How to Create Your Own Employer Branded Talent Communities - dummies

How to Create Your Own Employer Branded Talent Communities

By Richard Mosley

A powerful way to network for talent is to create your own employer branded talent communities. A talent community is a forum where individuals with shared skill sets and interests can gather and interact both personally and professionally with each other and with the company’s leadership, management, and HR personnel. From a recruiting perspective, a talent community is a talent pool that can meet the current and future hiring needs of the company.

Don’t create a talent community to serve solely as a passive audience for job openings and company updates. A true talent community is focused on engagement. Members extract value primarily from peer-to-peer exchanges.

To create and build a vibrant talent community that attracts the talent your organization needs, take the following steps:

  1. Analyze your target audience.

    Who are the ideal members of your talent community? What are their drivers? Consult your persona maps, and consider other segments you want to target, such as alumni, function/skill groups, specific locations, students, and so on.

  2. Select a platform for hosting your talent community.

    Your platform options include the following:

    • Social platforms: Social platforms, including LinkedIn and Facebook, are very effective for hosting talent communities. You can find ways to add specific host value, such as special content or access to your employees, discounts, and so on.
    • Candidate relationship management platforms: The advantages of these platforms is that they’re designed to support recruiting, they likely integrate with your applicant tracking system, and they enable advanced segmentation and targeting of talent. The disadvantage is they often don’t allow peer-to-peer sharing, so they’re really more for creating and managing dynamic talent pools than true communities.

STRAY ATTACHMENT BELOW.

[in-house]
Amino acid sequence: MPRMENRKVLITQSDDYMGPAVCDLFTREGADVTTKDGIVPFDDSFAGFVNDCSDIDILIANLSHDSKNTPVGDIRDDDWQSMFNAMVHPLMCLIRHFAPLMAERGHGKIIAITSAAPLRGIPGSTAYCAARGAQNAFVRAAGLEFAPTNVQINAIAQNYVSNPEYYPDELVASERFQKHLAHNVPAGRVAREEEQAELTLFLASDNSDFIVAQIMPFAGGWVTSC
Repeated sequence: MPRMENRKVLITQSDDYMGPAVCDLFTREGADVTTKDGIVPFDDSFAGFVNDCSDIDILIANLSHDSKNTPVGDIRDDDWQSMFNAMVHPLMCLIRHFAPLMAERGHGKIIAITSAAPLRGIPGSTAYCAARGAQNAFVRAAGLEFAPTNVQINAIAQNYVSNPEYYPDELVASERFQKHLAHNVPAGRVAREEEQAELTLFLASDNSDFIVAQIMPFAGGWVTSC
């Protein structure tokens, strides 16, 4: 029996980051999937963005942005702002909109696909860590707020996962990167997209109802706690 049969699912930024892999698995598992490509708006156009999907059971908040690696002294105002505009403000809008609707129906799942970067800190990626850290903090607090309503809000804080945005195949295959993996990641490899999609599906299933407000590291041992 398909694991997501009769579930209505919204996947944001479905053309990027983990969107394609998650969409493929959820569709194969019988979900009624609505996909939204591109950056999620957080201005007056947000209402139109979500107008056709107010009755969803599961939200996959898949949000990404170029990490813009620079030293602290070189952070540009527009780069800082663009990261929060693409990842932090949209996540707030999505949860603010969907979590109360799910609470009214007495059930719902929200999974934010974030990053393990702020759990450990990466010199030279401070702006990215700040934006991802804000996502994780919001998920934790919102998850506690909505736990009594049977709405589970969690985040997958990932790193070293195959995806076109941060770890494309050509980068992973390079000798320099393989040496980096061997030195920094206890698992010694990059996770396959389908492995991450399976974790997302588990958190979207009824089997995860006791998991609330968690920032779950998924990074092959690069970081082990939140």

3. Establish the ground rules.

    Write a description of the community, its purpose, its potential member benefits, and its ground rules (rules of engagement). Include this information in the group description when creating your group and in email invitations to join the group. Let members know what the group is about, why it was created, what’s expected of them, and what’s prohibited.

  4. Create a community management plan.

    Most online communities require a community management plan, especially in the community’s early days, to help drive conversation, answer questions, and moderate posts. When an online community is well established, you’re more likely to see members self-moderating undesirable or abusive behavior.

    Protect against spammers. Social platforms can be a haven for spammers. Have a process in place to quickly review and approve posts to ensure your members aren’t being spammed. A quick review and approval process is key, because members are likely to perceive lengthy review processes as over-regulation, which will discourage engagement. Streamline any review process so the community can share and engage freely.

  5. Measure recruitment success.

    You can’t adjust what you can’t measure. Have a system in place to track the following metrics:

    • Number of referral applicants
    • Number of referral hires
    • Time to fill for referral hires
    • Retention of referred hires
    • Cost per referral hire
    • Referral hires by team/manager/location
    • Referrals by employee

      These metrics provide insight into the effectiveness of your talent community in generating referrals, so you can make well-informed adjustments.

  6. Launch your talent community.

    When everything is in place, send out invitations and publicize the talent community on your career website, in company newsletters, and through other means, so you can quickly populate the community with engaging talent.

Key to the success of any talent community is two-way communication:

  • You can communicate with members.
  • Members can communicate with you.
  • Members can communicate with each other.

Two-way communication is the real differentiator for a true talent community. Many candidate relationship management platforms and applicant tracking systems have a talent community feature, which is popular with many Fortune 500 companies. These platforms are a great way to capture passive talent, or active job seekers who aren’t a good match for any of your current openings, but they’re often used more for push messaging — strictly to send messages, such as job openings and company updates. That’s not a community.